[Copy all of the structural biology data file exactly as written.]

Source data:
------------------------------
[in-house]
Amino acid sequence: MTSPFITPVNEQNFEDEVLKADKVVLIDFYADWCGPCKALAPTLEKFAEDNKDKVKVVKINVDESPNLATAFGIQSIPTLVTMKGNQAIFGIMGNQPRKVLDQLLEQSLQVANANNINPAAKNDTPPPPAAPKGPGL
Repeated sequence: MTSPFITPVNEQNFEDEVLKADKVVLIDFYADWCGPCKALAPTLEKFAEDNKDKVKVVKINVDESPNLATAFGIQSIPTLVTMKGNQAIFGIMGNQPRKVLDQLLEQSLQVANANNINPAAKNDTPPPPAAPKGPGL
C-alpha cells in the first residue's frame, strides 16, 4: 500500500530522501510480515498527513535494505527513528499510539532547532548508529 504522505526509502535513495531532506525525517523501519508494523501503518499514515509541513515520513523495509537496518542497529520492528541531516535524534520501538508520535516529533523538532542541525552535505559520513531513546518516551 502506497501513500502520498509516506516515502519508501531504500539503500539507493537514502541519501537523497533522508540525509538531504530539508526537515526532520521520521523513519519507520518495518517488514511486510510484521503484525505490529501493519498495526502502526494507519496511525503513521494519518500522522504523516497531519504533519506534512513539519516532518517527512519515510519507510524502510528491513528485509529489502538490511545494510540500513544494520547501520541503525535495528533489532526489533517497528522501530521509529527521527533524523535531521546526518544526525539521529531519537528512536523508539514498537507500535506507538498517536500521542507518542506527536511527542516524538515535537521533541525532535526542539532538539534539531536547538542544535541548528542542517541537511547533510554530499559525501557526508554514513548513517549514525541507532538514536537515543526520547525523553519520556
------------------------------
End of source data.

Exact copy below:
[in-house]
Amino acid sequence: MTSPFITPVNEQNFEDEVLKADKVVLIDFYADWCGPCKALAPTLEKFAEDNKDKVKVVKINVDESPNLATAFGIQSIPTLVTMKGNQAIFGIMGNQPRKVLDQLLEQSLQVANANNINPAAKNDTPPPPAAPKGPGL
Repeated sequence: MTSPFITPVNEQNFEDEVLKADKVVLIDFYADWCGPCKALAPTLEKFAEDNKDKVKVVKINVDESPNLATAFGIQSIPTLVTMKGNQAIFGIMGNQPRKVLDQLLEQSLQVANANNINPAAKNDTPPPPAAPKGPGL
C-alpha cells in the first residue's frame, strides 16, 4: 500500500530522501510480515498527513535494505527513528499510539532547532548508529 504522505526509502535513495531532506525525517523501519508494523501503518499514515509541513515520513523495509537496518542497529520492528541531516535524534520501538508520535516529533523538532542541525552535505559520513531513546518516551 502506497501513500502520498509516506516515502519508501531504500539503500539507493537514502541519501537523497533522508540525509538531504530539508526537515526532520521520521523513519519507520518495518517488514511486510510484521503484525505490529501493519498495526502502526494507519496511525503513521494519518500522522504523516497531519504533519506534512513539519516532518517527512519515510519507510524502510528491513528485509529489502538490511545494510540500513544494520547501520541503525535495528533489532526489533517497528522501530521509529527521527533524523535531521546526518544526525539521529531519537528512536523508539514498537507500535506507538498517536500521542507518542506527536511527542516524538515535537521533541525532535526542539532538539534539531536547538542544535541548528542542517541537511547533510554530499559525501557526508554514513548513517549514525541507532538514536537515543526520547525523553519520556